We've also seen the solicitation for "Green Lantern: Futures End" #1 and the big reveal is that Relic plays a role. When we talked about him a few months back when "Lights Out" ended, I asked you if we would see him again any time soon and you weren't saying. Are you happy to have him back in the series? I know he's a character you enjoyed writing before.

I like Relic a lot and I love writing him, but again, hats off to Billy Tan for his design. He did such an amazing job and he's such a cool visual. He looks different than all of the other Green Lantern villains. I think we established him as a unique character during "Lights Out" in terms of what defines him as a Green Lantern villain and even a villain featured in the wider DCU. There's a very specific reason to why he's back. And that's the first part of the mystery of the 'Five Years Later' storyline. Of course, with that story being five years into the future, it's not like he's showing up in "Green Lantern" #34 or anything like that but he is a character that I'm glad to get a chance to write again.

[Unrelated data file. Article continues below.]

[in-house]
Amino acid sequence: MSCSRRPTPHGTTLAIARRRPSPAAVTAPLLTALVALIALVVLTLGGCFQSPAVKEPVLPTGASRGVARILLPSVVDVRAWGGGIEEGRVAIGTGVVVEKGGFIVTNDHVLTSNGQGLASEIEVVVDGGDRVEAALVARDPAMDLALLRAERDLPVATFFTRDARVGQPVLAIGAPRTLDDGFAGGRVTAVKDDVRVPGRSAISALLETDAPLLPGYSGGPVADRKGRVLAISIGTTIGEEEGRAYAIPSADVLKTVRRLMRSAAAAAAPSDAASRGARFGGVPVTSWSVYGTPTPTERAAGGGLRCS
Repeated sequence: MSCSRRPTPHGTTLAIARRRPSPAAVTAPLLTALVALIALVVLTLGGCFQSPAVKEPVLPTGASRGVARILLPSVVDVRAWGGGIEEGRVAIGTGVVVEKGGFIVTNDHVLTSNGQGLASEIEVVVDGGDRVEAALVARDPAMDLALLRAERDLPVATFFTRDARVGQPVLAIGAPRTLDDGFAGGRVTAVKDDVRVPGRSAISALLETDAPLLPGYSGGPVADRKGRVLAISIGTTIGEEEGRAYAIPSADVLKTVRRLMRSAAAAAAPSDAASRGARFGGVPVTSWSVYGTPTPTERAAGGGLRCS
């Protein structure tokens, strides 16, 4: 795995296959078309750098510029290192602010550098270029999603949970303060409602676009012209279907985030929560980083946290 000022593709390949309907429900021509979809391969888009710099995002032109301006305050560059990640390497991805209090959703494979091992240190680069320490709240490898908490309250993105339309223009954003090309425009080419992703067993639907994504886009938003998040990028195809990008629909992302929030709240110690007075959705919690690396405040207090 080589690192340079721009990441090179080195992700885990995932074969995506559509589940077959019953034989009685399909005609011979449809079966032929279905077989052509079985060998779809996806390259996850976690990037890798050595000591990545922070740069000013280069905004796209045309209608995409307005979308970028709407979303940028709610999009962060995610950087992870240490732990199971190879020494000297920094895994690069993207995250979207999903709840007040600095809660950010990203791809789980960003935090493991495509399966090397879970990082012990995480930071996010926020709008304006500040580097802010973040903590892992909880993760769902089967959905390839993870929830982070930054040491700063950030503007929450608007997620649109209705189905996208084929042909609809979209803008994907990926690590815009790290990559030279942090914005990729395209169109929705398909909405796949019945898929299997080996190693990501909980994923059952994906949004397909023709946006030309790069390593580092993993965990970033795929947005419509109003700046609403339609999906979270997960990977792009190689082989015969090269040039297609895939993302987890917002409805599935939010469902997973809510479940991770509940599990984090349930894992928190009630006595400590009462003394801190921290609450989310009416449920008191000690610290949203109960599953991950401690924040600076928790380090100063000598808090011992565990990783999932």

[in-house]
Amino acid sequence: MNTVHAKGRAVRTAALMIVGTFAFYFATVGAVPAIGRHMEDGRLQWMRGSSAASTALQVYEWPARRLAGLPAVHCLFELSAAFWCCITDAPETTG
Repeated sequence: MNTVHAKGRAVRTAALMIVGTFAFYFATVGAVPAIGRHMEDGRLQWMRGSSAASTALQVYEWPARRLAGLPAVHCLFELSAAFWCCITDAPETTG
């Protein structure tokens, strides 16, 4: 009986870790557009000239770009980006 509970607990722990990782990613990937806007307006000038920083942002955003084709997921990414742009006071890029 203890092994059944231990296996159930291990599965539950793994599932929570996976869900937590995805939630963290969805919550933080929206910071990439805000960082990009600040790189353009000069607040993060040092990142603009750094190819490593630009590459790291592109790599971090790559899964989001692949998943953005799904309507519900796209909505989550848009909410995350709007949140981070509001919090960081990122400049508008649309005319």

We're also going to see the Black Lanterns in that issue too, who pose a very unique threat to the Green Lantern Corps and, honestly, to the rest of the DCU. What can you tease about their presence in "Futures End?"